Image: Nicolas Sarkozy and his wife Cecilia
Chris Wattie  /  Reuters
France's President Nicolas Sarkozy, left, and his wife Cecilia have reportedly launched divorce proceedings.
updated 10/18/2007 2:56:25 AM ET 2007-10-18T06:56:25

Persistent rumors that Nicolas Sarkozy and his wife Cecilia have taken steps toward separation set off a debate Wednesday over whether the constitution even allows a French president to divorce.

Rumors that the couple was on the verge of officially separating have spread for weeks. French media have widely reported the suspicions — with numerous “no comments” but no official denials.

On Wednesday, the respected news source Le Nouvel Observateur reported on its Web site that Sarkozy, 52, and his 49-year-old wife appeared before a judge Oct. 15 and told him that they are seeking a legal separation. The report did not cite any sources.

News channel LCI gave a slightly different version of the story on its Web site. It said Cecilia Sarkozy saw a judge alone Monday and the judge later visited the presidential Elysee Palace to give Sarkozy a document to countersign.

Neither version could be confirmed despite numerous calls to court officials.

Government spokesman Laurent Wauquiez would not comment on the reports But he did say Sarkozy had been in a good mood at Wednesday’s weekly Cabinet meeting.

Constitutional debate
Rumors of the split has sparked debate among experts over whether the constitution even allows them to divorce.

Two experts argued in a full-page commentary Wednesday in the daily Liberation that Article 67 of the constitution, added to bolster presidential protection, prevents anyone, including a spouse, from bringing a legal action against the president.

“Even divorce by mutual consent appears complicated” because of the strong legal protections designed to keep sitting presidents out of court, wrote Norbert Foulquier of the University of Evry and Vincent Valentin of the Sorbonne.

Other constitutional experts disagree.

Article 67 “is made to protect not the man, but the presidential function,” said Didier Ribes, a specialist in constitutional law.

A president’s divorce would be a “purely private procedure ... between two private people,” he said. The constitution protects the freedom to tie the matrimonial knot or to untie it, he added.

In the Sarkozys’ case, it is unclear who might initiate a divorce action, or whether it would be mutual.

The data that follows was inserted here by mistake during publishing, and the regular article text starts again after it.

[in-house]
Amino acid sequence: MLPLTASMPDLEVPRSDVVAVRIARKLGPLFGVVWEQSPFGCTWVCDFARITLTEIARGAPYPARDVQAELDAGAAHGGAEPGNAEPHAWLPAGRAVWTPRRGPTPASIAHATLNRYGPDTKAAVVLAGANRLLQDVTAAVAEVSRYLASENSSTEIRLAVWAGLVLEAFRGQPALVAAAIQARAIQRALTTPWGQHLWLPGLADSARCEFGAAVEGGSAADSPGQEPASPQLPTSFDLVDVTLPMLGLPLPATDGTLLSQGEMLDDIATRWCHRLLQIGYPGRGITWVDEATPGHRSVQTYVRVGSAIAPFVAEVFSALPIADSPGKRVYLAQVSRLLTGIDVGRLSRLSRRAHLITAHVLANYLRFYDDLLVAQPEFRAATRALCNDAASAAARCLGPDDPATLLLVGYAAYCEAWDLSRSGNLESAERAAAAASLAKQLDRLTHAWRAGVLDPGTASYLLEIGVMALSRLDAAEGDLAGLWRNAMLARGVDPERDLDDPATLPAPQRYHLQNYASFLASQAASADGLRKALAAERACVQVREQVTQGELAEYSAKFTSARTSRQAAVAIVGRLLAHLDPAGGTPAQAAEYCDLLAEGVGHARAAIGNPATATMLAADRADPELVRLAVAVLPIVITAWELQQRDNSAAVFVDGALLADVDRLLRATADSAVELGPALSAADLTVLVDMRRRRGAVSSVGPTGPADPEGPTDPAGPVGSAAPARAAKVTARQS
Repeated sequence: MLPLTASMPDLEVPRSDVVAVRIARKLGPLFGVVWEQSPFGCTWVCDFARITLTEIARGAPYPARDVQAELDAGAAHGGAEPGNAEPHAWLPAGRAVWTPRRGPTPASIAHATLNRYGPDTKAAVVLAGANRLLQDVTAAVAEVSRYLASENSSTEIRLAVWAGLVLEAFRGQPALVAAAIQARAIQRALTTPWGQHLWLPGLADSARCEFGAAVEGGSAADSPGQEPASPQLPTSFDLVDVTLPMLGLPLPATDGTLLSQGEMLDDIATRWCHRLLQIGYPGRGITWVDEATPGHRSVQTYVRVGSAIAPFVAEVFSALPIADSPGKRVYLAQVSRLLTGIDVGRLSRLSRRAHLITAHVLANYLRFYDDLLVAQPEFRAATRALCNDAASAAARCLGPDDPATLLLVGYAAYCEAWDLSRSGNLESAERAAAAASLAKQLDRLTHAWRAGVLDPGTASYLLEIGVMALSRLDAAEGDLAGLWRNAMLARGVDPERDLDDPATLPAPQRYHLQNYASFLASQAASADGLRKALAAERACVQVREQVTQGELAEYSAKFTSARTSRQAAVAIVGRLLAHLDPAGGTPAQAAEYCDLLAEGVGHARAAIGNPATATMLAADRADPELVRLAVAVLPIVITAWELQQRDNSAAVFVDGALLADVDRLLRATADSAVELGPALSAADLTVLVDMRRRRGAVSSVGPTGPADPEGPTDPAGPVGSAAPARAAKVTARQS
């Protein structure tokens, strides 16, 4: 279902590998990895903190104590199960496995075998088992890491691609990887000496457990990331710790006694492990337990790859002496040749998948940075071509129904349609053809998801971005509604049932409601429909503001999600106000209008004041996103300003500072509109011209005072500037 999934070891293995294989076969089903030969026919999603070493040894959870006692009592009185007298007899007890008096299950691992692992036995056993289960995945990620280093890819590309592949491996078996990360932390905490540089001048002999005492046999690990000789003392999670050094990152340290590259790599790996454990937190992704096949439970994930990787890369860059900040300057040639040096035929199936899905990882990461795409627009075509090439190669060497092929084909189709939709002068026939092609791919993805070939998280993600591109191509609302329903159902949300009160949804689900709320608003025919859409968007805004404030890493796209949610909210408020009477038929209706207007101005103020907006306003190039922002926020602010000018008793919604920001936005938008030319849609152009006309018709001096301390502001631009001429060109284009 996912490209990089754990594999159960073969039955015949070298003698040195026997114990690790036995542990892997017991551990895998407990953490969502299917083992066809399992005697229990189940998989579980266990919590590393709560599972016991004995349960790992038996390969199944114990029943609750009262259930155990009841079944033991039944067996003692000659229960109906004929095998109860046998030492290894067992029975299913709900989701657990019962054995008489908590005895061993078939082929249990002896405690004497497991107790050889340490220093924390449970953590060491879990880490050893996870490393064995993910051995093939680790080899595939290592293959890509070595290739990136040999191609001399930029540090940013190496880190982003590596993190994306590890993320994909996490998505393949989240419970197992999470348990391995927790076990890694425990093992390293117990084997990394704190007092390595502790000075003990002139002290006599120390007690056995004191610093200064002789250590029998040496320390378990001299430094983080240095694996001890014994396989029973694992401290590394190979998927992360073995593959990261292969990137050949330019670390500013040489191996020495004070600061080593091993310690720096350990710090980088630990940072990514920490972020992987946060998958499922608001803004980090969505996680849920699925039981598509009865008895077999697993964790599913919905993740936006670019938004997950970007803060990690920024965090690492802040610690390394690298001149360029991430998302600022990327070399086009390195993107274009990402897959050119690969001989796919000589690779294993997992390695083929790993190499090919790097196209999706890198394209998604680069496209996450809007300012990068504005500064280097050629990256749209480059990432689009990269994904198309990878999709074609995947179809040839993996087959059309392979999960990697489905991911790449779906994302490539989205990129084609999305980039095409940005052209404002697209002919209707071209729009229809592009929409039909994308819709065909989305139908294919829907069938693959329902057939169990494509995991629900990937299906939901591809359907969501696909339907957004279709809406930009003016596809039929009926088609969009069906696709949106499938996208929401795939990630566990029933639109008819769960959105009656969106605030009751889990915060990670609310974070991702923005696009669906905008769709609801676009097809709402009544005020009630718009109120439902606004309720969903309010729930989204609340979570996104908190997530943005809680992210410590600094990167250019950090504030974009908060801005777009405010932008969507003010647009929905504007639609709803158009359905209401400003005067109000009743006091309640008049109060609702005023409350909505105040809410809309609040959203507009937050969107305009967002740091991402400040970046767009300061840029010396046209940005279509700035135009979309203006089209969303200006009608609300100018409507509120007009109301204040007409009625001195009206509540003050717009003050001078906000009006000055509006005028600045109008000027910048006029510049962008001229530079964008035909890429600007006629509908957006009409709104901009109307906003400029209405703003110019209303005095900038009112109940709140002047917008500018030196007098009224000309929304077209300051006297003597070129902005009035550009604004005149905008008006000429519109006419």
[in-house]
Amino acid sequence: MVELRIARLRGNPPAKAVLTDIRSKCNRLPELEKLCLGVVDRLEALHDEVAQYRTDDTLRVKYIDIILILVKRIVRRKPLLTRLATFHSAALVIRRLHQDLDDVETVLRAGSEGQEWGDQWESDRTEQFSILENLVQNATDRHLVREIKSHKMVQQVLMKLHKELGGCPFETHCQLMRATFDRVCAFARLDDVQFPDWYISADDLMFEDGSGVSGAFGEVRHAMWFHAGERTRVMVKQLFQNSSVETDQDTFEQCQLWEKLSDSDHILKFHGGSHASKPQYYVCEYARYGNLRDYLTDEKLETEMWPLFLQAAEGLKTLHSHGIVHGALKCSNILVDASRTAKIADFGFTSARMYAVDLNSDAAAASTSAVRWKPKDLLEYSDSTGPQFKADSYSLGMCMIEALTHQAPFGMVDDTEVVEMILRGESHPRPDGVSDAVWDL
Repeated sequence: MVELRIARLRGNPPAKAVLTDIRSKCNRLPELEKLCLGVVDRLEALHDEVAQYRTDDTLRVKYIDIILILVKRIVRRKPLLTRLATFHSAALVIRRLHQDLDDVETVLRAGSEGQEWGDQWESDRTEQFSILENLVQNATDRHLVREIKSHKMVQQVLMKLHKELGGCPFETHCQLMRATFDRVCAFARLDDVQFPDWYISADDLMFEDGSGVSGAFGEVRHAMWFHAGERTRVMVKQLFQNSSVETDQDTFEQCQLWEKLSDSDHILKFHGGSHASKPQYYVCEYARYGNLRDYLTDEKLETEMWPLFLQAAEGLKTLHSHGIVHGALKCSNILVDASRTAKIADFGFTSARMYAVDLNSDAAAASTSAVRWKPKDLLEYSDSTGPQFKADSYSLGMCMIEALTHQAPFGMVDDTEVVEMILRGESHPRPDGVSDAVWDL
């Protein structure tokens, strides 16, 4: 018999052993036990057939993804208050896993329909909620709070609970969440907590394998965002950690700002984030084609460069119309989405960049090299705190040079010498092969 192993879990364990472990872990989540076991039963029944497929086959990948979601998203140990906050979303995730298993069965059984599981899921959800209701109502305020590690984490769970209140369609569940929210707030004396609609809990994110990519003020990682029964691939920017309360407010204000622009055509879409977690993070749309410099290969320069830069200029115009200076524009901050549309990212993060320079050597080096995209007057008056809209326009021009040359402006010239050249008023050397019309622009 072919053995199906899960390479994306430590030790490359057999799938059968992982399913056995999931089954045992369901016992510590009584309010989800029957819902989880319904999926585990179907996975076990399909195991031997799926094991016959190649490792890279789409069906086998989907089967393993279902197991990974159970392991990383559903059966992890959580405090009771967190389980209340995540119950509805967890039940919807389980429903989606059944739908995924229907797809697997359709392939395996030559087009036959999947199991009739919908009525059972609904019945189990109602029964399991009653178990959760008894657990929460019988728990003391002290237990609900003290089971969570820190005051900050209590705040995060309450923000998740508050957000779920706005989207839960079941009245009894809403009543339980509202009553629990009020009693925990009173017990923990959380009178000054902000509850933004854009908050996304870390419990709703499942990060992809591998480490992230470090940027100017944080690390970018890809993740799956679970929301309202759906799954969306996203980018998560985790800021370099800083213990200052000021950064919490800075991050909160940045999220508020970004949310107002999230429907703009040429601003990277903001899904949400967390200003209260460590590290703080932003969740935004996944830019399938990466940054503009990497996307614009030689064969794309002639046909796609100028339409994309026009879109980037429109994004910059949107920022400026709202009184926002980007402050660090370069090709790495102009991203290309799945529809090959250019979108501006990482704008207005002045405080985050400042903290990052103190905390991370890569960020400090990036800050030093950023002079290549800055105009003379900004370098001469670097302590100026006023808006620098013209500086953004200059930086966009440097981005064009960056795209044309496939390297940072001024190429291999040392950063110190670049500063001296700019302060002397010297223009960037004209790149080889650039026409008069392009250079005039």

Cecilia rarely attends state functions
Word of a possible separation comes five months after Sarkozy took office and shortly before the couple’s 11th wedding anniversary on Oct. 23.

In the past, Sarkozy freely displayed his emotional attachment to his wife and has praised her as first lady despite her stated desire to shun the title.

But few in France would be surprised by a split. The Sarkozys separated for several months in 2005, getting back together as the presidential campaign began moving into high gear. However, Cecilia Sarkozy has rarely appeared with her husband in public since.

Cecilia Sarkozy bowed out early from the couple’s first state event, a G-8 summit in Germany in June. She was a no-show at a lunch offered by President Bush in August when the Sarkozys vacationed in New Hampshire. Sarkozy said his wife had a sore throat.

The vacation was the last time the couple was seen together.

French presidential spokesman David Martinon has said Sarkozy would travel alone on a state visit next week to Morocco.

Cecilia Sarkozy dramatically raised her profile during a July mission to seek the release of five Bulgarian medical workers and a Palestinian doctor jailed in Libya. Sent by her husband, she negotiated directly with Libyan leader Moammar Gadhafi. However, she failed to accompany her husband to Bulgaria to pick up that nation’s highest state honor.

Both Sarkozys have been previously married. They have two children each from their previous marriages, as well as their own son, Louis.

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